June Benza, who sells vegetables in the central business district, was arrested with other vendors. She was detained by municipal police for six to seven hours before being taken to Harare Central police station.



“We thought it was a simple procedure where we would just pay our fines. We were shocked when we were hurled into filthy and crowded police cells. We were put into the same cells as hard-core criminals [and] released the next morning.”



Mugabe reiterated during his address on Heroes’ Day that there would be no going back on the price war, which has worsened the plight of so many, and has poorer people flocking in their thousands into neighbouring countries each day to seek food.



With most bottle stores closed down, and supermarket shelves empty, beer, like many basics, has found its way onto the black market at exorbitant prices.



A quart, or 750ml, of lager beer costs 60,000 Zimbabwe dollars, ZWD, (4 US dollars) at retail outlets, but is now going for a minimum 200,000 ZWD on the parallel market.



Delta Corporation, the country’s biggest beverage producer, says the shortage of beer and other beverages is a result of overwhelming customer demand, as well as diminished production as a result of water shortages.



Delta spokesman George Mutendadzamera told the official Herald newspaper that the demand for beer had increased dramatically since the manufacturer resorted to the June 18 prices ordered by the government.



“Average sales are rising fast and approaching 300,000 litres per day. This level of lager beer consumption in the month of July is approximately 50 per cent up on the similar period last year,” he said.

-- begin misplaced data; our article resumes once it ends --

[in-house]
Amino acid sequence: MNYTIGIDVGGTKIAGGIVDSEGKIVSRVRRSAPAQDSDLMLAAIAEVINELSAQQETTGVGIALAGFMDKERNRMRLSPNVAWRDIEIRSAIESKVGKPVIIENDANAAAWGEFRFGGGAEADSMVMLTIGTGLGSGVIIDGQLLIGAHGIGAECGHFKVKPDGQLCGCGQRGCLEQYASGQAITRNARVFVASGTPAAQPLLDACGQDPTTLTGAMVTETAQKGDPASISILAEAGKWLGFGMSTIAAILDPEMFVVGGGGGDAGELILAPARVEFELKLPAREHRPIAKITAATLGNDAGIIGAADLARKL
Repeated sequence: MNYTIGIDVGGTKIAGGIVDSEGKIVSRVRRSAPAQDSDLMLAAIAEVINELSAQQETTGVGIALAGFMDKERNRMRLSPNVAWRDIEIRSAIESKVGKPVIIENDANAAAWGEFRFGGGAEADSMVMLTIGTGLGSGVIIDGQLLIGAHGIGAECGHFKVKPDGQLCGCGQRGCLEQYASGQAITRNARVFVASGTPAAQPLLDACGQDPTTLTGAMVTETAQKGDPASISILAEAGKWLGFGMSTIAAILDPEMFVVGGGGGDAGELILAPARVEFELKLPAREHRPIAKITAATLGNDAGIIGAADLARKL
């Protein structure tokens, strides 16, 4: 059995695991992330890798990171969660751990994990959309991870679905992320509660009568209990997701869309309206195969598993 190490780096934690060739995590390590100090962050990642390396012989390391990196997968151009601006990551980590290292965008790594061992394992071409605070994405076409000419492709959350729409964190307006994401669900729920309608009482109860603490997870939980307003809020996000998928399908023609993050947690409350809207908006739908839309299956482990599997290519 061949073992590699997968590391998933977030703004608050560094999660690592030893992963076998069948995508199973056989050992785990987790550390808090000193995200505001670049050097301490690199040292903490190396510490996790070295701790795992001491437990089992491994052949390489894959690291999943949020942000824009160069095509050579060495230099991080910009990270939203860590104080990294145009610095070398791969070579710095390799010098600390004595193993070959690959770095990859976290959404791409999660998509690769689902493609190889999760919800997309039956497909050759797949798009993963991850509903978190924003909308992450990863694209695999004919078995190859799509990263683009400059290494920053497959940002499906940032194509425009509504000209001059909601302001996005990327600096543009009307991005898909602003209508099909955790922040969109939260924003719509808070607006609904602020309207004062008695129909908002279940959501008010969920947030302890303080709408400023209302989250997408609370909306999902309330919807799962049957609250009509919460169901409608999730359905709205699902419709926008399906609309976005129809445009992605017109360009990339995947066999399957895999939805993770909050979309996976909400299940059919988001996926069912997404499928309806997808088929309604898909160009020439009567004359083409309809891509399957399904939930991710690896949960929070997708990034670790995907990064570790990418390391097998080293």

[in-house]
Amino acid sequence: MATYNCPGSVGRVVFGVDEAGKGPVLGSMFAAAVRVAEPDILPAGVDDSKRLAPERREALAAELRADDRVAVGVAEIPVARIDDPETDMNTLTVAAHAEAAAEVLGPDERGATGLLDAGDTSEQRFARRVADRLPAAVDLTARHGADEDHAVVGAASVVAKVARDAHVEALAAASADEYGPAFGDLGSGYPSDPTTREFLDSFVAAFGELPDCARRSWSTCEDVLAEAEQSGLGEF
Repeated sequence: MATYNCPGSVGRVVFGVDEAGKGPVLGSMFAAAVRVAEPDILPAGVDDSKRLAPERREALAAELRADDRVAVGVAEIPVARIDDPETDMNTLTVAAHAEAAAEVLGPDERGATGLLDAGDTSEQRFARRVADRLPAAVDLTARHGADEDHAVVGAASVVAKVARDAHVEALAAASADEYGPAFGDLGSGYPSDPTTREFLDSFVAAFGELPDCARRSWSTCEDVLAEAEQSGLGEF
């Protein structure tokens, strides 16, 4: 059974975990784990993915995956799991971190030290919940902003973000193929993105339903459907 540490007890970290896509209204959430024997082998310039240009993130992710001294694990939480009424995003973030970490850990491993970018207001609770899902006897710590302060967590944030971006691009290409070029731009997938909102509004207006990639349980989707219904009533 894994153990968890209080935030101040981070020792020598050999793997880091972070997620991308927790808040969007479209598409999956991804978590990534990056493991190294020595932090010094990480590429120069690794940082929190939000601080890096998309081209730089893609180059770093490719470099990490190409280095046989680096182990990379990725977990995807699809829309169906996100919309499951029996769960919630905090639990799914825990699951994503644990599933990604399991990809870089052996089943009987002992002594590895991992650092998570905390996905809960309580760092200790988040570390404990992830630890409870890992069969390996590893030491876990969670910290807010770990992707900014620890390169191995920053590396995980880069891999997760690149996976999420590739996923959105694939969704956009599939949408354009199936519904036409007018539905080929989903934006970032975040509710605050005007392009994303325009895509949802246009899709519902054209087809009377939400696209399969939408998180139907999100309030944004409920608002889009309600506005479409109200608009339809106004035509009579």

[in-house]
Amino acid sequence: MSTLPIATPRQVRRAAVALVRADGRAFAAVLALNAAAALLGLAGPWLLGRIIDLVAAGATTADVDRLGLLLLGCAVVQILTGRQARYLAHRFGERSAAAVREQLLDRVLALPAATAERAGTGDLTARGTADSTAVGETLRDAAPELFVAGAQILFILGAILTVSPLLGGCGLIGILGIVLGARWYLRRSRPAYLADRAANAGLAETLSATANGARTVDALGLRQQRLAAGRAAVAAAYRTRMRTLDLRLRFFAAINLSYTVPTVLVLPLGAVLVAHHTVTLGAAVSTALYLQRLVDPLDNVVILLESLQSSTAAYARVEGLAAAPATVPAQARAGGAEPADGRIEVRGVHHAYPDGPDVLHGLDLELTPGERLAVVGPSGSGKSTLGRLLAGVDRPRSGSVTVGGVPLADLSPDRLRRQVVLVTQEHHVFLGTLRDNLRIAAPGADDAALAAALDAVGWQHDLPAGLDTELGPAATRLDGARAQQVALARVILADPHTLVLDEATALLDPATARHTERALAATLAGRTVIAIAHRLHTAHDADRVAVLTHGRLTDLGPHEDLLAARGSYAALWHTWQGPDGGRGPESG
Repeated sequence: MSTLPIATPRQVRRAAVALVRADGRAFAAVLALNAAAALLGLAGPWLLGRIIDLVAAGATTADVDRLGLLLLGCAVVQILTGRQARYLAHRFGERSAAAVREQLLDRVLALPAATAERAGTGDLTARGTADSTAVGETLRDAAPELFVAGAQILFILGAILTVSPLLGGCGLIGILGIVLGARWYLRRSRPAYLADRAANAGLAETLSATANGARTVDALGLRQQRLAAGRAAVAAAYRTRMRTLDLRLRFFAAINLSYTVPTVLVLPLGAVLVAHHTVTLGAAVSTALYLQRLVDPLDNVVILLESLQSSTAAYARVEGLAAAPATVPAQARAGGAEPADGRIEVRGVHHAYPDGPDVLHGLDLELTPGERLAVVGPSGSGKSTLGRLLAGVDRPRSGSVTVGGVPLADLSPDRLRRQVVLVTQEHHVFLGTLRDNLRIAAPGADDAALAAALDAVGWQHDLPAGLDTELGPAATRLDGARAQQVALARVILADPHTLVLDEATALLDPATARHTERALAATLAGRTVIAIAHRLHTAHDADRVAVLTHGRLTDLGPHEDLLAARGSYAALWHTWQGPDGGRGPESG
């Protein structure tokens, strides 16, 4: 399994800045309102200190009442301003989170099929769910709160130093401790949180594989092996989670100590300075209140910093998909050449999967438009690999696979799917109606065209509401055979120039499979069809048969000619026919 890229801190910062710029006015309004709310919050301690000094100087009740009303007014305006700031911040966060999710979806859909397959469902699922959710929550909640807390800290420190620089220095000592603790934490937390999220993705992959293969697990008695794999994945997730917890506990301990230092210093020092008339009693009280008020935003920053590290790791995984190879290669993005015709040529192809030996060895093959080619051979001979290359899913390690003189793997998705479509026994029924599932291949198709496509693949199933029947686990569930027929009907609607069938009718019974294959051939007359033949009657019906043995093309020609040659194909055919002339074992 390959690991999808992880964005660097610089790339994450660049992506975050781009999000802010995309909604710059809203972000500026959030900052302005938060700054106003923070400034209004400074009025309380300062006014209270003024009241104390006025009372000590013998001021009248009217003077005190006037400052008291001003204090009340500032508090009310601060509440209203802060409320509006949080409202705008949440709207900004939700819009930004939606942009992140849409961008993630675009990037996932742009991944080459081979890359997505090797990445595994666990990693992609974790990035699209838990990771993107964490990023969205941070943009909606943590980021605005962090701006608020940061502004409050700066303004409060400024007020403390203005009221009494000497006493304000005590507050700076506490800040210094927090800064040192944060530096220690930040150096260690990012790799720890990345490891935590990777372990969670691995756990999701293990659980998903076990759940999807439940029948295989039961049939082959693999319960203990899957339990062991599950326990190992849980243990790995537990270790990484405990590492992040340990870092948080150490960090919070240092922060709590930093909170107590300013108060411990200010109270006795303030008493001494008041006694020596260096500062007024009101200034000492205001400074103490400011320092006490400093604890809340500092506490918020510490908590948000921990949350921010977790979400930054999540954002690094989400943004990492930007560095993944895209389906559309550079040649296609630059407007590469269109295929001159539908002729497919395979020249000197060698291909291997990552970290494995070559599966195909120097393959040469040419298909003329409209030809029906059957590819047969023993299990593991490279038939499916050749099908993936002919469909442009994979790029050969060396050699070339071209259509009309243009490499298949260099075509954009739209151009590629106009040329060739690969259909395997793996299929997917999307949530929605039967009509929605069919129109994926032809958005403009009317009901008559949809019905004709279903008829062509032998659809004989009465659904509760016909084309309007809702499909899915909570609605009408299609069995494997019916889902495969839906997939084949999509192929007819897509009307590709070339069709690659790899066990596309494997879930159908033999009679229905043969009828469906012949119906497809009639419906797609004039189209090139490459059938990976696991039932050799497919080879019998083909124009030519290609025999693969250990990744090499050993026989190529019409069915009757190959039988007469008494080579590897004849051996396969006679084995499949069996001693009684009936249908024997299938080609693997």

Mutendadzamera said Delta was only able to service 60 per cent of its orders due to a variety of factors, “Our plants are experiencing erratic water supplies, thus adversely affecting production. We’re a big user of water, hence any shortage of this ingredient impacts our ability to produce consistently.”



While some Kambuzuma residents were disappointed at finding the truck was not delivering foodstuffs, others were ecstatic to get their hands the beer, which has virtually disappeared in the last few weeks.



For an hour, the Kambuzuma residents who managed to grab a few quarts were happy that at least their Heroes’ Day holiday was a bit livelier.



Remsy Kadungure, a resident of Kambuzuma who was queuing to buy beer, told IWPR, “Such things only happen in Zimbabwe. We can’t even relax on a holiday and enjoy our favourite beer. I never thought it would come to this in Zimbabwe, where we now have to rely on the black market for beer.”



“Everything has become abnormal in this country but the funny thing is that we have accepted…the.. situation. People are burning millions of dollars worth of scarce fuel driving around looking for beers. We are drinking anything that is available. You tell me, what is normal about that? To me, this shortage of beers is just a sign that everything around us is crumbling.



“Everything is in short supply. In most suburbs people have to wake up at 2am to fill up buckets with water before they are cut off at 3am. Some people have to wake up in the middle of the night to iron their clothes because of power cuts. If this is not a collapsing country – I just don’t know what is.”



Nonthando Bhebhe is the pseudonym of an IWPR journalist in Zimbabwe.